Monday, April 30, 2007

At the Blog Summit

If I had some fear and trepidation about the Blog Summit at Marquette this past weekend, it was amplified when I got there and figured out it was being held in a law school lecture hall. It has been some 21 years since I had the pleasure of these kind of surroundings (albeit at UW) and, somehow, you never shake the feeling of dread and sheer tedium that comes with certain environments, even if there are now electrical outlets for your laptop and wireless in the air (although not really working). Regardless, I enjoyed the program more than I thought I would, thanks to the smooth efforts of Wispolitics’ Jeff Myers, Mike Gousha, the energy in the air and the contributions of several of the panelists.

The more entertaining and enlightening panel by far was the "diversity panel", featuring Eugene Kane, Jennifer Morales and – the pleasant surprise of the day – Dasha Kelly. A writer and poet, Dasha was smart, funny and delightful. She is a great example of the kind of bright light that shouldn’t have to fight through editors and space limitations to be heard. She sort of made us political back-and-forthers look silly with our sometimes-petty gamesmanship, as she cut straight to heart of her very personal life and observations. She said she wasn’t political, saying that it was so obvious that good schools are important, what more is there to say? But that in itself is a political statement, especially when many of the right-wingers in attendance are actively trying to undermine public education. [Aside: the mention of school "choice" industry shill George Mitchell’s name during another panel properly got one of the biggest laughs of the day.]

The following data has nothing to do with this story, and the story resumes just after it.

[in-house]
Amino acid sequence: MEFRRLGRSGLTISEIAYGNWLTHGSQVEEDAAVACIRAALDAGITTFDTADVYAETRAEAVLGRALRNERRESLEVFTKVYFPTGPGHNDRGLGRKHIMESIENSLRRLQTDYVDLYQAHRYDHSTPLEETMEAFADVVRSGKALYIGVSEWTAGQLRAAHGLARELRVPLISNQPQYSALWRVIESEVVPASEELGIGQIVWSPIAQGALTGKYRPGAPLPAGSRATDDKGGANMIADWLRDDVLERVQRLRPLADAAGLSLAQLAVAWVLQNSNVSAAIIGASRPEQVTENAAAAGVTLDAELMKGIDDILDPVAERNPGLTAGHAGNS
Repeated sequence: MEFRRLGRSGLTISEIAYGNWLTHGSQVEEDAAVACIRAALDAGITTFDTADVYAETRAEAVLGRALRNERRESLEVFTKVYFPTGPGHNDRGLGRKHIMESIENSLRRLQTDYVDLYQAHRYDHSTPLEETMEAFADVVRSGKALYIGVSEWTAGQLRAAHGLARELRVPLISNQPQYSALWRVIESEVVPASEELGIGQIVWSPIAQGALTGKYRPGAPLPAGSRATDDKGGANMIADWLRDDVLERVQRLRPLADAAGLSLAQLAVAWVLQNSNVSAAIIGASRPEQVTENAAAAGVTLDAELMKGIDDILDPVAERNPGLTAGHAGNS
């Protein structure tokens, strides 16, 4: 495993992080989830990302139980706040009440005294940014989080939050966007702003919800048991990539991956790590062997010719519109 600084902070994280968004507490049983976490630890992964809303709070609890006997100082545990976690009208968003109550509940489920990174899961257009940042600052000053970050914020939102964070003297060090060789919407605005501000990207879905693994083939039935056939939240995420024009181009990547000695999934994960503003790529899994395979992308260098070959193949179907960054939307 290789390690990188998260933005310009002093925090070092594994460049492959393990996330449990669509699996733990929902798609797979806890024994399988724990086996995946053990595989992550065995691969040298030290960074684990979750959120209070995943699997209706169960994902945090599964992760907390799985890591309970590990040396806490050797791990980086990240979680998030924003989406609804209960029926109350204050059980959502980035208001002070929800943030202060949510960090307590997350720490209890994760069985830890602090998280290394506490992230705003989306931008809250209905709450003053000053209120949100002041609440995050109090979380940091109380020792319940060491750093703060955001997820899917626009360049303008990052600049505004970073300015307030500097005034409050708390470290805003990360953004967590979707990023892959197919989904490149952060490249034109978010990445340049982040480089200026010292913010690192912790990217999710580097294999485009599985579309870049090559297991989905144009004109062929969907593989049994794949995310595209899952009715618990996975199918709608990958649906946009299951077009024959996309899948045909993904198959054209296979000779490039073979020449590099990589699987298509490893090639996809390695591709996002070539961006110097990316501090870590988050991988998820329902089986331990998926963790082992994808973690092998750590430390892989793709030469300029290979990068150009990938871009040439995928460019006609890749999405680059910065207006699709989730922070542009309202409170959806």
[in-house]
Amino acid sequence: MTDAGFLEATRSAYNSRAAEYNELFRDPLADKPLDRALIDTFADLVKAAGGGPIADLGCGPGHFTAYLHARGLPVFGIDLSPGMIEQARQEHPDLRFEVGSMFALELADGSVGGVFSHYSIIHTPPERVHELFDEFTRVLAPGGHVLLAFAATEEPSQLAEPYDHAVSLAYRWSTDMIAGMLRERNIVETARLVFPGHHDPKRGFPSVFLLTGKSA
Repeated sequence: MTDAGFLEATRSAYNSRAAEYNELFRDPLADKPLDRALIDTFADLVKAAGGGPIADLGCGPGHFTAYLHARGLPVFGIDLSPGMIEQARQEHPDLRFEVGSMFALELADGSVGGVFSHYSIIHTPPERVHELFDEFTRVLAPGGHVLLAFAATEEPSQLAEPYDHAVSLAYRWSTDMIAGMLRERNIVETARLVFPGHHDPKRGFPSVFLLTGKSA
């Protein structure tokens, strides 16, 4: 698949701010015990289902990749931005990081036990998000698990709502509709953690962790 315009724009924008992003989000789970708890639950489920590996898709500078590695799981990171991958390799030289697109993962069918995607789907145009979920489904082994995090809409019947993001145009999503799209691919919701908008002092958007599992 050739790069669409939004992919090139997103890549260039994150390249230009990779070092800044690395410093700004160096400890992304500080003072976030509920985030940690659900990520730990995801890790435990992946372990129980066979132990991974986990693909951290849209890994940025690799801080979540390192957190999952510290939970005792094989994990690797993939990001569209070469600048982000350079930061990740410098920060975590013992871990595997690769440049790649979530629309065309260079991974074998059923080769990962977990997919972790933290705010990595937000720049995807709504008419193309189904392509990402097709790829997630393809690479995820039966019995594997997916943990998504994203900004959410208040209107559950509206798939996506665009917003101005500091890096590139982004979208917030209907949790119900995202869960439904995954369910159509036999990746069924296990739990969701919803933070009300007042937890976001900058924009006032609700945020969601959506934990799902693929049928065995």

The conundrum posed by the diversity panel was an appropriate one: What’s with all the white guys in the room? Indeed, most of those in attendance at the Summit were as white as the guys in the portraits of legal luminaries plastered all over the walls of the lecture hall. If blogging is to ever become a truly democratic revolution, more and different people need to come to the party. Morales and Kelly attributed the lack of minority and working-class participation to the fact that the poor don’t have time for this sort of relative nonsense, unless it is putting food on the table. Kane suggested African-American media outlets like the black radio stations and newspapers should develop more of a blog presence, which they should, since they have the resources and the audience that needs to get its voice heard.

I asked Eugene Kane what it felt like to be regularly called a racist by a variety of radio and blogging wing-nuts who were at the Summit. (Making my point for me after the fact, right-wing golden-boy and Sykes TV panel lackey Owen Robinson rudely accuses fellow panelist Kane of "racism" for his remarks at this very Summit.) Kane let those in attendance off the hook a little too easily, I think. If I were him, I would have called out a few. Instead, he said that kind of nonsense has rolled off his back since he began at the Journal Sentinel and he left it at that.